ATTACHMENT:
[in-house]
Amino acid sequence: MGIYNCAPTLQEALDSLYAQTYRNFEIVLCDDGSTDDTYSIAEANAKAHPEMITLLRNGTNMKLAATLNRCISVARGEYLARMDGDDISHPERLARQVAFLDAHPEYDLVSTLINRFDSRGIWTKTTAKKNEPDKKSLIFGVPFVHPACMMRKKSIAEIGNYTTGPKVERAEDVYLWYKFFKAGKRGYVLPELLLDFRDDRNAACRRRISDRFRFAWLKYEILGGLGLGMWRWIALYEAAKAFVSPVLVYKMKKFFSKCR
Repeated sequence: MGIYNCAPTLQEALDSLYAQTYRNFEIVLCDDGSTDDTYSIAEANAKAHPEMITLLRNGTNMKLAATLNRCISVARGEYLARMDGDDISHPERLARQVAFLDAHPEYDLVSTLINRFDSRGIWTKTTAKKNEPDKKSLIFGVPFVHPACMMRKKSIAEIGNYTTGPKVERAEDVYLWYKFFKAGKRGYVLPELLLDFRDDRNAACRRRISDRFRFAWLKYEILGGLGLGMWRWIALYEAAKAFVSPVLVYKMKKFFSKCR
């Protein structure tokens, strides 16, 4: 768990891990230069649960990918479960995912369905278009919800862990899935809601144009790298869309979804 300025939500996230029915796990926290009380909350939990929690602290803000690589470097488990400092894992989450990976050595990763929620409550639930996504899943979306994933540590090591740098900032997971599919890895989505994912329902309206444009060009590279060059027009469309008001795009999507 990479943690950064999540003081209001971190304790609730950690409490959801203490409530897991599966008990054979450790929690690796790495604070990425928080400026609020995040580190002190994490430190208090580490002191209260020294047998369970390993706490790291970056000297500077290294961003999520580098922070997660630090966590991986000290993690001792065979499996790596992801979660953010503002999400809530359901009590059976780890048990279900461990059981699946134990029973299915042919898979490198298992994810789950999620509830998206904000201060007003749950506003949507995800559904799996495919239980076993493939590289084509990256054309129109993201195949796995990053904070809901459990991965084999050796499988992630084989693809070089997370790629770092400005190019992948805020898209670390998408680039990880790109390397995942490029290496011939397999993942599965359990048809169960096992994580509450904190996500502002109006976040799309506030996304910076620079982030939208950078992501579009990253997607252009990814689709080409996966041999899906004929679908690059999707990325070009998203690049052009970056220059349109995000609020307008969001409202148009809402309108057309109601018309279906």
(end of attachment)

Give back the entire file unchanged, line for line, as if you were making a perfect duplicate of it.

[in-house]
Amino acid sequence: MGIYNCAPTLQEALDSLYAQTYRNFEIVLCDDGSTDDTYSIAEANAKAHPEMITLLRNGTNMKLAATLNRCISVARGEYLARMDGDDISHPERLARQVAFLDAHPEYDLVSTLINRFDSRGIWTKTTAKKNEPDKKSLIFGVPFVHPACMMRKKSIAEIGNYTTGPKVERAEDVYLWYKFFKAGKRGYVLPELLLDFRDDRNAACRRRISDRFRFAWLKYEILGGLGLGMWRWIALYEAAKAFVSPVLVYKMKKFFSKCR
Repeated sequence: MGIYNCAPTLQEALDSLYAQTYRNFEIVLCDDGSTDDTYSIAEANAKAHPEMITLLRNGTNMKLAATLNRCISVARGEYLARMDGDDISHPERLARQVAFLDAHPEYDLVSTLINRFDSRGIWTKTTAKKNEPDKKSLIFGVPFVHPACMMRKKSIAEIGNYTTGPKVERAEDVYLWYKFFKAGKRGYVLPELLLDFRDDRNAACRRRISDRFRFAWLKYEILGGLGLGMWRWIALYEAAKAFVSPVLVYKMKKFFSKCR
């Protein structure tokens, strides 16, 4: 768990891990230069649960990918479960995912369905278009919800862990899935809601144009790298869309979804 300025939500996230029915796990926290009380909350939990929690602290803000690589470097488990400092894992989450990976050595990763929620409550639930996504899943979306994933540590090591740098900032997971599919890895989505994912329902309206444009060009590279060059027009469309008001795009999507 990479943690950064999540003081209001971190304790609730950690409490959801203490409530897991599966008990054979450790929690690796790495604070990425928080400026609020995040580190002190994490430190208090580490002191209260020294047998369970390993706490790291970056000297500077290294961003999520580098922070997660630090966590991986000290993690001792065979499996790596992801979660953010503002999400809530359901009590059976780890048990279900461990059981699946134990029973299915042919898979490198298992994810789950999620509830998206904000201060007003749950506003949507995800559904799996495919239980076993493939590289084509990256054309129109993201195949796995990053904070809901459990991965084999050796499988992630084989693809070089997370790629770092400005190019992948805020898209670390998408680039990880790109390397995942490029290496011939397999993942599965359990048809169960096992994580509450904190996500502002109006976040799309506030996304910076620079982030939208950078992501579009990253997607252009990814689709080409996966041999899906004929679908690059999707990325070009998203690049052009970056220059349109995000609020307008969001409202148009809402309108057309109601018309279906």